# Thornton & Marion, Classical Dynamics, 5th Edition

## Chapter 1. Matrices, Vectors, and Vector Calculus

### Problem 06. Another proof of the orthogonality condition

#### The problem asks you to

• prove that Equation (1.15) can be obtained by using the fact that the transformation matrix preserves the length of the line segment.

#### This problem assumes

• that the coordinate systems are both orthogonal.

#### We should know about

1. Transformation (rotation) matrix
2. Orthogonality condition

#### Solution

We assume a point $P$ is represented in the $x_i$ coordinate system by $P(x_1, x_2, x_3)$, and it can be also represented in the $x'_i$ coordinate system by $P(x'_1, x'_2, x'_3)$.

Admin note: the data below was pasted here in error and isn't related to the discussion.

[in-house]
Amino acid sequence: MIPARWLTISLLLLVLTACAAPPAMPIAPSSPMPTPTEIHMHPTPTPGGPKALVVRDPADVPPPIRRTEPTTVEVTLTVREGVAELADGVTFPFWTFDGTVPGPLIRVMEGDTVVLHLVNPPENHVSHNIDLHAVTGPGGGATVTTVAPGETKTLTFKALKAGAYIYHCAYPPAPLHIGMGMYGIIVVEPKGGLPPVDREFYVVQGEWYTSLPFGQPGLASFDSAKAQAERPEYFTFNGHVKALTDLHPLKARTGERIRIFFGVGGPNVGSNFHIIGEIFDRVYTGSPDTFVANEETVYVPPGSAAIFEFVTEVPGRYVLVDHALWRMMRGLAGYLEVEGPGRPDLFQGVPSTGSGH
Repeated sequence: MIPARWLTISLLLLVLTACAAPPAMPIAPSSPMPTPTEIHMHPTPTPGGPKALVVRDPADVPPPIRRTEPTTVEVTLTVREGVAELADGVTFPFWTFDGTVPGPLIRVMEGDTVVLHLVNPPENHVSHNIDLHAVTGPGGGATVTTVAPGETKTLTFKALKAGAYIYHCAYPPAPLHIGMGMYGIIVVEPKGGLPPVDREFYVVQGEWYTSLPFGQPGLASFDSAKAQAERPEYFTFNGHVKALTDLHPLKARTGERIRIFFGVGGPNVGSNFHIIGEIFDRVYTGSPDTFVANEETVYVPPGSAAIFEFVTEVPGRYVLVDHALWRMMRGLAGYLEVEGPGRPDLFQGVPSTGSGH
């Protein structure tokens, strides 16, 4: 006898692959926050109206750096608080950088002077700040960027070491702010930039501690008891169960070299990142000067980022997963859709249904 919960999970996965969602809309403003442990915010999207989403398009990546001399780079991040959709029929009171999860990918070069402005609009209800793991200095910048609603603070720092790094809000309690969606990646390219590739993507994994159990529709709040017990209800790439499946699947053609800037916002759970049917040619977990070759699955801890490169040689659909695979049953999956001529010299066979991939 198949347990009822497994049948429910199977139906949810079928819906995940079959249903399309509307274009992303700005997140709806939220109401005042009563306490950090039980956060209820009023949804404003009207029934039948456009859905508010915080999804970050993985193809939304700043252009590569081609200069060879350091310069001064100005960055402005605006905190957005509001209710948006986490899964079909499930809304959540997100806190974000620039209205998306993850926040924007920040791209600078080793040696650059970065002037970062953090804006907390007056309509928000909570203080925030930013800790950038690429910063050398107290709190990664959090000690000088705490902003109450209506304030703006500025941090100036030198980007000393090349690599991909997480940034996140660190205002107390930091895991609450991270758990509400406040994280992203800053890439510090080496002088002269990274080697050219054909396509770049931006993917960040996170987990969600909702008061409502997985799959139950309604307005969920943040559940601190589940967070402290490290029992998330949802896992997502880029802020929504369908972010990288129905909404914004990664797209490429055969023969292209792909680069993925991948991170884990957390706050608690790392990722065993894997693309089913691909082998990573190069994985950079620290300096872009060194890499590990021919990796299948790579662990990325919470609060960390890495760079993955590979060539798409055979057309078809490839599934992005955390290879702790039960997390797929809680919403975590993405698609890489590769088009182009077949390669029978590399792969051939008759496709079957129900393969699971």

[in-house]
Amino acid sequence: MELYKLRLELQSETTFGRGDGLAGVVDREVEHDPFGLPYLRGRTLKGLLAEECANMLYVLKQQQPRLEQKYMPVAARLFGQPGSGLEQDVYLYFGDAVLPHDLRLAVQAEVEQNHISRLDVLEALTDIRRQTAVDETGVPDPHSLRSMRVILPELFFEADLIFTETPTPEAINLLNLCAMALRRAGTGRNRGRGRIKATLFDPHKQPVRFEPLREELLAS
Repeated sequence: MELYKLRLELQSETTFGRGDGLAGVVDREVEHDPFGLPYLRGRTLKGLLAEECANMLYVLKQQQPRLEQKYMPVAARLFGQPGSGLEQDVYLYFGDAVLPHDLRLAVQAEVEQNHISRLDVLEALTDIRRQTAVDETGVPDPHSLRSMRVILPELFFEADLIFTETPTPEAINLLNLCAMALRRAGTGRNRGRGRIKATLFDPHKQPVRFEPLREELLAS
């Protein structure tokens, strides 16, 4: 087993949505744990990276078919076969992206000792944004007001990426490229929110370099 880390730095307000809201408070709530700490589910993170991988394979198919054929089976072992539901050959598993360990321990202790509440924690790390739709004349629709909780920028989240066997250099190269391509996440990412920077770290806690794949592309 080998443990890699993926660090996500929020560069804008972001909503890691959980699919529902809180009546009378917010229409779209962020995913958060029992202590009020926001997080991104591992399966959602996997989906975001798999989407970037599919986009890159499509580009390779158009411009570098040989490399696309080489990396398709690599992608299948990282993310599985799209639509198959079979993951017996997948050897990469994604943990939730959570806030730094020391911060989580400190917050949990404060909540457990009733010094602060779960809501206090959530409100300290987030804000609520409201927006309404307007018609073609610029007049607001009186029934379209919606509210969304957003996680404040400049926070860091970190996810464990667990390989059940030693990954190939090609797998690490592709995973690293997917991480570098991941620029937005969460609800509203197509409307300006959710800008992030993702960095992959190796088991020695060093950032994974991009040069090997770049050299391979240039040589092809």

These coordinate systems have the same origin. The length of the line segment from the origin and the point $P$ is

$l^2 = x^2_1 + x^2_2 + x^2_3 = \sum_{i=1}^{3} x^2_i$
$l'^2 = x'^2_1 + x'^2_2 + x'^2_3 = \sum^3_{i=1} x'^2_i$

Since the transformation matrix preserves the length of the line segment,

$l^2 = l'^2$
thus,

$\sum^3_{i=1} x^2_i = \sum^3_{i=1} x'^2_i$

In the equation of transformation,

$x'_i = \sum_j \lambda_{ij} x_j$
using the fact that the index $j$ is a dummy variable, so we can write the above equation like this:

$\sum^3_{i=1} x'^2_i = \sum^3_{i=1} ( \sum^3_{j=1} \lambda_{ij} x_j) ( \sum^3_{k=1} \lambda_{ik} x_k)$

Therefore,

$\sum^3_{i} x^2_i = \sum^3_{i=1} ( \sum^3_{j=1} \lambda_{ij} x_j) ( \sum^3_{k=1} \lambda_{ik} x_k) = \sum_{j,k}^3 x_j x_k (\sum_i^3 \lambda_{ij} \lambda_{ik})$

This equation is satisfied only if

$\sum_i \lambda_{ij}\lambda_{ik} = \delta_{jk}$